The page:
It’s standard practice to have engineers be on-call for their own code. Doing so provides multiple incentives to ensure the code is properly instrumented for debugging, has appropriate documentation for colleagues to debug code they didn’t write, and, of course, to rapidly fix alerts which are impacting your own (or your colleagues) on-call experience. If you’re being woken up by your own bad code, you want to get it fixed pretty quickly!

With the assumption that engineers support their own code, the next step is to share that responsibility fairly. This becomes easier as the team grows but even with just 2-3 people, you can have a reasonable cycle of on/off call. We found that 1-week cycles Tuesday – Tuesday work well. This is a long enough period to allow for a decent “off-call” time and has a whole working day buffer to discuss problems that might have occurred over the weekend.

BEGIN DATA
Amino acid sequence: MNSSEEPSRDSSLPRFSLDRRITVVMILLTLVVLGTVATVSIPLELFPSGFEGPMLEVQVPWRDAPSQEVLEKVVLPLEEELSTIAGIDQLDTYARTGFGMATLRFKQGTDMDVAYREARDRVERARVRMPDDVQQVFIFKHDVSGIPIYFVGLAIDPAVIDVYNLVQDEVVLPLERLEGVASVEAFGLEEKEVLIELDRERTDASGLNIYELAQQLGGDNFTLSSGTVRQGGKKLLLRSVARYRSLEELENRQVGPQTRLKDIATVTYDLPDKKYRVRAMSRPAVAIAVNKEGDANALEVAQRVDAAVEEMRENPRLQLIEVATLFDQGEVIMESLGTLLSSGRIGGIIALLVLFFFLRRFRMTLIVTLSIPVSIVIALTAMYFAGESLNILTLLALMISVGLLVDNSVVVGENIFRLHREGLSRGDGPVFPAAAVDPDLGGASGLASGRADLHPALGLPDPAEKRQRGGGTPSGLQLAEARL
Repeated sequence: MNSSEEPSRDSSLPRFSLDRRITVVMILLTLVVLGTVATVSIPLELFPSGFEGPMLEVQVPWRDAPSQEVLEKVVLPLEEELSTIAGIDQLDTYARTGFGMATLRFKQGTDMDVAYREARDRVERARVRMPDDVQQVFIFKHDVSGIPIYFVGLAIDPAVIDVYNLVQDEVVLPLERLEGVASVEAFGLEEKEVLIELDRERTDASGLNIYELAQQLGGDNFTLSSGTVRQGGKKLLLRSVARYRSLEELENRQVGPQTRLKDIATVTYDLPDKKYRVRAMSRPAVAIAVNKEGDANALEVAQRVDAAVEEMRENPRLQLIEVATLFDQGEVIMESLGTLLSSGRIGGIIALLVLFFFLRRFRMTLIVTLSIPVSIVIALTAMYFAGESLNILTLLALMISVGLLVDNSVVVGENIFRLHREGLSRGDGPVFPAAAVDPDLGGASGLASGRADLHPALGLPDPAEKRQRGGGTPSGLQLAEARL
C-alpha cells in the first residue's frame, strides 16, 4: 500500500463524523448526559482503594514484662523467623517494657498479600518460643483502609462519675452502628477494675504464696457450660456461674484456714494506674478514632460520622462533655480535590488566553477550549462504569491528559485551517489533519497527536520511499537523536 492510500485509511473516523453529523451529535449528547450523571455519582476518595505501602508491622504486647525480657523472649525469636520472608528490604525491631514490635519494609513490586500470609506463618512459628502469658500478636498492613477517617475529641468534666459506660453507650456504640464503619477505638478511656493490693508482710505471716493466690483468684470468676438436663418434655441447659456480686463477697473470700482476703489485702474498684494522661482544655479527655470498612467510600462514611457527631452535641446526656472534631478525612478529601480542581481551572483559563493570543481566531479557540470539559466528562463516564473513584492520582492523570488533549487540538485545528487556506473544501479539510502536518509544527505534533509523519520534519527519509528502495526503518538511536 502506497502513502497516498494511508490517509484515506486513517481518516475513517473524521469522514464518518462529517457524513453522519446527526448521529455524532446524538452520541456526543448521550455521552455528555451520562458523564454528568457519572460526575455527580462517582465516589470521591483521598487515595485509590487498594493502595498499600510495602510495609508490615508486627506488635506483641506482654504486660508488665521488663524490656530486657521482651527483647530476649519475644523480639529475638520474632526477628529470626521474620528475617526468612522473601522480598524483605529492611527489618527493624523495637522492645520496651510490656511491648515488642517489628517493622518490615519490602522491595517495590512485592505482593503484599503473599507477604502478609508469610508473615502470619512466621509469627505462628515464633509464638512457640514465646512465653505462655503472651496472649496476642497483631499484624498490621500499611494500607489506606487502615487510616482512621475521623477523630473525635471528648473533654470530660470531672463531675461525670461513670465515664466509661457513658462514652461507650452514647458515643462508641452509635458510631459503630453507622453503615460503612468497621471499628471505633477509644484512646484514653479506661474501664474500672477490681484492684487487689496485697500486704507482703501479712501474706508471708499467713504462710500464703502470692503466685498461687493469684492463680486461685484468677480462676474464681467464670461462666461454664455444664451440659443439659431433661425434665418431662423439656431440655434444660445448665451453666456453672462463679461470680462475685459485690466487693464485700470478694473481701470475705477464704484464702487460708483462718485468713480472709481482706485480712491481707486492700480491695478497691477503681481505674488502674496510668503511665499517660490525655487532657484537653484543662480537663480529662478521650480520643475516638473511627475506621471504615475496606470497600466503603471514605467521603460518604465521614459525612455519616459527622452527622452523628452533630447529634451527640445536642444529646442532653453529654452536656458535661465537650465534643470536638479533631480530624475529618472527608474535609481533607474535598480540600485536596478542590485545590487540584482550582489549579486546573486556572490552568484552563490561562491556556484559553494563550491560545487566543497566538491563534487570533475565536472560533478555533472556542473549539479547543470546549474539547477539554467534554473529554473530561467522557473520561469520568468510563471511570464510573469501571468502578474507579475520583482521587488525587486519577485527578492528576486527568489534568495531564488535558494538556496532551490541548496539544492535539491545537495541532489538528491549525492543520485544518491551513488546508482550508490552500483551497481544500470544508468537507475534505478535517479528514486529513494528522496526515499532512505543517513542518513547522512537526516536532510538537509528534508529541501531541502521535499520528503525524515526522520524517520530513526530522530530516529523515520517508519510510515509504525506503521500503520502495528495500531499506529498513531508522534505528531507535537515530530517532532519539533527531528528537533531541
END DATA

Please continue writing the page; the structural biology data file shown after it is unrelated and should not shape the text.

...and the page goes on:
You also want a formal handoff process so that the outgoing on-call engineer can summarize any known issues to the person taking over.

How do you define primary and secondary escalation responsibilities?

The concept of primary/secondary is a good way to think about on-call responders and the Service Level Agreement they commit to with each role.

The primary responder typically needs to be able to acknowledge an alert and start the first response process within a couple of minutes. It means they have to be by an internet connected computer at all times. This is not a 24/7 NOC, which is a different level of incident response.

Contrast this with a secondary who may be required to respond within 15-30 minutes. They are there as a backup in case the primary is suddenly unreachable or needs help, but not necessarily immediately available. This is an important distinction in smaller teams because it allows the secondary to go out for dinner or be on public transport/driving for a short period of time (i.e. they can live a relatively normal life!). You can then swap these responsibilities around as part of your weekly on-call cycle.